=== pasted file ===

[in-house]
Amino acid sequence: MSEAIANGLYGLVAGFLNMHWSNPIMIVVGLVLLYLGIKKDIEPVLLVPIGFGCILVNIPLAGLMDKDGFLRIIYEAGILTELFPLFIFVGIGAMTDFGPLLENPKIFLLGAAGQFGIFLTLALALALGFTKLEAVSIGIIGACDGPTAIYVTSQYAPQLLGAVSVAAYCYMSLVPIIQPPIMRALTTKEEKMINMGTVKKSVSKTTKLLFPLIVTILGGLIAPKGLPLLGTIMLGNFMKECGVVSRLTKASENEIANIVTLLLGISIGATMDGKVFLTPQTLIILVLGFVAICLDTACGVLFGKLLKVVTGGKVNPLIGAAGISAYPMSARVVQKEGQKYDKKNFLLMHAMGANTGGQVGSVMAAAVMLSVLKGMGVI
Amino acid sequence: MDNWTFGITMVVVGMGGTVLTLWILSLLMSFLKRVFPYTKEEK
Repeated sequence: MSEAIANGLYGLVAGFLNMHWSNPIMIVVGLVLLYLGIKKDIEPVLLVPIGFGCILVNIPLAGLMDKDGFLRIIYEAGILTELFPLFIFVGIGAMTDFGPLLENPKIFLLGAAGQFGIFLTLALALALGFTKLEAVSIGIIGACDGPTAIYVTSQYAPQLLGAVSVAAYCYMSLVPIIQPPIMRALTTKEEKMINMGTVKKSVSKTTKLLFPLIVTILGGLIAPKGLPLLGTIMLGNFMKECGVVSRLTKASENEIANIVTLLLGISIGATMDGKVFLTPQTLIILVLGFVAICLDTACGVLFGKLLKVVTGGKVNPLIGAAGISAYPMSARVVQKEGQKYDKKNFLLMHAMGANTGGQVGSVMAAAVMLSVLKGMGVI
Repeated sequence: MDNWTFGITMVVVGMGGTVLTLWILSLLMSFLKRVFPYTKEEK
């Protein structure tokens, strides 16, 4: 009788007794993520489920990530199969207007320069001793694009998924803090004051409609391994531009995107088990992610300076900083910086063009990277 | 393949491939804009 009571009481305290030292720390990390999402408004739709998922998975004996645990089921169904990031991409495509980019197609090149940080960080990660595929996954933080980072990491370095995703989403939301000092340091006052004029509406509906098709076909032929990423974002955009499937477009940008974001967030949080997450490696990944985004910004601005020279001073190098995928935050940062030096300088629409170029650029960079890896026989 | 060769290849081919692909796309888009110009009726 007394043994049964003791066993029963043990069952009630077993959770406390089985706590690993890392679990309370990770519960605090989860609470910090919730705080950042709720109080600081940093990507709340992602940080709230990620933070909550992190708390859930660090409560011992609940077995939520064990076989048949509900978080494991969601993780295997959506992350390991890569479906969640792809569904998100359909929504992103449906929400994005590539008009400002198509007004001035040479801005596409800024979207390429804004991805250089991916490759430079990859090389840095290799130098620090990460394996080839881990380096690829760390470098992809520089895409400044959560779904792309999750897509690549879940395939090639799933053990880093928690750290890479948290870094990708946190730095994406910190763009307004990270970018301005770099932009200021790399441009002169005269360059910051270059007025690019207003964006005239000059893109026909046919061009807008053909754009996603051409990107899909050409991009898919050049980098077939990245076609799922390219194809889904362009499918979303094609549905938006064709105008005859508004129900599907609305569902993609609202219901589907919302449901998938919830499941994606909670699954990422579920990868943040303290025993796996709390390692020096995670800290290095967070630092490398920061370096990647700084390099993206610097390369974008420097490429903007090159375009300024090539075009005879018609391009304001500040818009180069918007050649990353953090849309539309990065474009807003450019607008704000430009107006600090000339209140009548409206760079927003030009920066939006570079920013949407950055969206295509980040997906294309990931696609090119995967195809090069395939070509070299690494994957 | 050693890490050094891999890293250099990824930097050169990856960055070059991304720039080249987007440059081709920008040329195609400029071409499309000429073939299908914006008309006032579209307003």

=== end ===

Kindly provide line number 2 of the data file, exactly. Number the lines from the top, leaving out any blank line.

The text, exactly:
Amino acid sequence: MSEAIANGLYGLVAGFLNMHWSNPIMIVVGLVLLYLGIKKDIEPVLLVPIGFGCILVNIPLAGLMDKDGFLRIIYEAGILTELFPLFIFVGIGAMTDFGPLLENPKIFLLGAAGQFGIFLTLALALALGFTKLEAVSIGIIGACDGPTAIYVTSQYAPQLLGAVSVAAYCYMSLVPIIQPPIMRALTTKEEKMINMGTVKKSVSKTTKLLFPLIVTILGGLIAPKGLPLLGTIMLGNFMKECGVVSRLTKASENEIANIVTLLLGISIGATMDGKVFLTPQTLIILVLGFVAICLDTACGVLFGKLLKVVTGGKVNPLIGAAGISAYPMSARVVQKEGQKYDKKNFLLMHAMGANTGGQVGSVMAAAVMLSVLKGMGVI